Pittsburgh Penguins History: Revisiting 2001 Eastern Conference Finals

Pittsburgh Penguins, Mario Lemieux. Mandatory Credit: Doug Pensinger/ALLSPORT
Pittsburgh Penguins, Mario Lemieux. Mandatory Credit: Doug Pensinger/ALLSPORT /

When Mario Lemieux returned to the Pittsburgh Penguins after a three and a half year absence, one of his main goals was to secure a third Stanley Cup, let’s take a look back and see how close he came.

Here is how the Pittsburgh Penguins lost the 2001 Eastern Conference Finals.

Not much rest

Game 1

The key story from Game 1 one of the series was not that the Penguins had such a short turn around between their Game 7 overtime match vs. the Sabres and their first game vs. the Devils, in fact less than 48 hours had passed.

The main plot was the play New Jersey center, Bobby Holik.

Holik brutalized Jaromir Jagr, Kevin Stevens, Darius Kasparaitis, and kept Mario Lemieux from getting a single shot on net for just the third time in the playoffs.

The Devils took the game 3-1 and put themselves up in the series 1-0

Game 3

As effective as Holik had been for the Devils in Game 1, forward Jason Arnott was just as effective in Game 3.

Arnott shutdown Lemieux and with superb physicality from the Devils third and fourth lines, the Penguins just couldn’t get anything going.

Pittsburgh finished the game with 20 shots and did not generate any offense in the third period until the fourteen-minute mark, finishing the frame with four total shots.

Ivan Hlinka tried double shifting Lemieux and Jagr to maximize opportunities to get some pucks past Martin Brodeur, to no avail.

It is safe to say that the Devils executed the neutral zone trap to sheer perfection, as they earned a 3-0 win and 2-1 series lead.

Goals are the goal

Game 4

Game 4 brought much of the same frustration that Game 3 did for the Penguins as they ended up getting smoked 5-0.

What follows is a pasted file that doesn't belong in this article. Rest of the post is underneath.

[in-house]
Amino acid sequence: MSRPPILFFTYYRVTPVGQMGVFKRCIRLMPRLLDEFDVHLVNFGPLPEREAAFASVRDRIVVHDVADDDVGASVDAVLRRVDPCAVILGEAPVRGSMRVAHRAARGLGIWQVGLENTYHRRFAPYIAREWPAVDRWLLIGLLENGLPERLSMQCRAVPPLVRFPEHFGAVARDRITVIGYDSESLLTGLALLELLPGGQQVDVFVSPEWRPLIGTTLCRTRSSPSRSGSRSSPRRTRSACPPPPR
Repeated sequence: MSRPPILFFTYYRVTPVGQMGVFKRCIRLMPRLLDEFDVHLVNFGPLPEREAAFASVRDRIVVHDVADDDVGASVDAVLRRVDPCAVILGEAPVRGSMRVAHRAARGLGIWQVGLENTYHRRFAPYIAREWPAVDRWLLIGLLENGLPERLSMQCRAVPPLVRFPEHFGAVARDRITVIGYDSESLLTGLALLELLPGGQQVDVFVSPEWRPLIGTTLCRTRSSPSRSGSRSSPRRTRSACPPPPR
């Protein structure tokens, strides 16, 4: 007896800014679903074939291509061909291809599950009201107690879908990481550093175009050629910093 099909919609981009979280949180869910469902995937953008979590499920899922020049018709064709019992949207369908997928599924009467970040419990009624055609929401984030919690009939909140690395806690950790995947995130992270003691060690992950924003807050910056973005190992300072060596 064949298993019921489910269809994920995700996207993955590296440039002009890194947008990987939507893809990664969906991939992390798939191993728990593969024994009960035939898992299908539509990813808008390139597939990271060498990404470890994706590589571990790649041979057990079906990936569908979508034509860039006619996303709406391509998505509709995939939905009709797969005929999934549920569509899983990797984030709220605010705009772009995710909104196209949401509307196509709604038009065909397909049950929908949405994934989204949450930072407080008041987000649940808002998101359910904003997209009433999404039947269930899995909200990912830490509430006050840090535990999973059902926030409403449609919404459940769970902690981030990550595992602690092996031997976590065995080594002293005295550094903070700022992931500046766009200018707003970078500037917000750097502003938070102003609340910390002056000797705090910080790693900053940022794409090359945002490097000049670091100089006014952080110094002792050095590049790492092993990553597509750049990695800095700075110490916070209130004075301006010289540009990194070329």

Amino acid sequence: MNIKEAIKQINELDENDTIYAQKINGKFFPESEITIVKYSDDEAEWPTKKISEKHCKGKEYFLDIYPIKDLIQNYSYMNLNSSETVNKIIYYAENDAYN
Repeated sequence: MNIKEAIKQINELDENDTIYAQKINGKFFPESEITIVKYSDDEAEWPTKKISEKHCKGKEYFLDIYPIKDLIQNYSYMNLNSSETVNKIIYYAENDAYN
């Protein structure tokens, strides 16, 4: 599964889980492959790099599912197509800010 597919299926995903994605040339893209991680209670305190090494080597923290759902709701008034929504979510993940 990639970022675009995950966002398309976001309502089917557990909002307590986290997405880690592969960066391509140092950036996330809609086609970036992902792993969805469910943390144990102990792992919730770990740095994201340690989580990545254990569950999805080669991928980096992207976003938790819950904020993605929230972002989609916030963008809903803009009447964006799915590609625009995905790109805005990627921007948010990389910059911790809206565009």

The big question for Pittsburgh was, were the Devils playing that well or were the Penguins that poorly? I’d go with the latter.

Cracks were starting to show in the relationship between the reigning scoring champion Jagr and Ivan Hlinka and if the team wanted to rebound, they were going to have to find a way to reclaim some cohesiveness.

New Jersey took a 3-1 series lead and was one away from making to their second consecutive Stanley Cup Final.

Game 5

The Penguins finally found some offense near the end of the first period on a goal from Aleksey Morozov and broke Brodeur’s shutout streak of 151 minutes.

Sadly, the Penguins would only muster one more goal in the game and series from Martin Straka. Pittsburgh succumb to the Devils 4-2 and dropped the series 4-1.

The only good news from the game was that Straka’s goal was the ten-thousandth goal in team history.

The Devils “A’ line of Arnott, Petr Sykora, and Patrik Elias combined for 20 points in the series and were the crux for the Penguins problems.

Lemieux managed to earn three assists in the series and Jagr was held pointless. In fact, Jagr only scored two goals in 16 games.

Tough Decisions

Isn’t it Ironic?

When Lemieux walked away from the game in 1997, one of the reasons he cited for his retirement was that teams were using a trap system that stifled creative players from making plays, which was exactly what the Devils excelled at.

Following the Game 5 loss, Lemieux chased down John Madden, slashing and cross-checking him in the neck, which could have caused some lasting effects.

Lemieux became one of the things he despised the most about the game of hockey and all because Madden rubbed his nose in the series defeat.

Walking Wounded

Heading into the off-season, the Penguins had an infirmary full of players that needed medical attention.

Robert Lang had a host of injuries that needed time to heal and missed the final three games of the series.

Hans Jonsson broke his hand blocking a shot in Game 5 which required offseason surgery to repair.

Kevin Stevens had a torn medial collateral ligament, and Alex Kovalev required nose surgery to help him breathe.

Farwell thee well love

With the budget set for five years, Lemieux and the Penguins management had some tough decisions to make regarding the 15 free agents that were on the team.

Once the general manager, Craig Patrick resigned, Hlinka was given a vote of confidence by Patrick, which made Jagr’s departure from the club, essentially guaranteed.

Prior to the Washington Capitals trade, the Penguins had discussed sending Jagr to the New York Islanders for their second pick the NHL draft which would have given Pittsburgh the chance to select Jason Spezza.

The Penguins also had a keen interest in Zdeno Chara, which in hindsight would have proven to be a better deal (minus the cash) for the Penguins.

What do you think of the Pittsburgh Penguins performance in the Eastern Conference Finals, and do you think the Pittsburgh Penguins could have performed better if they had more rest?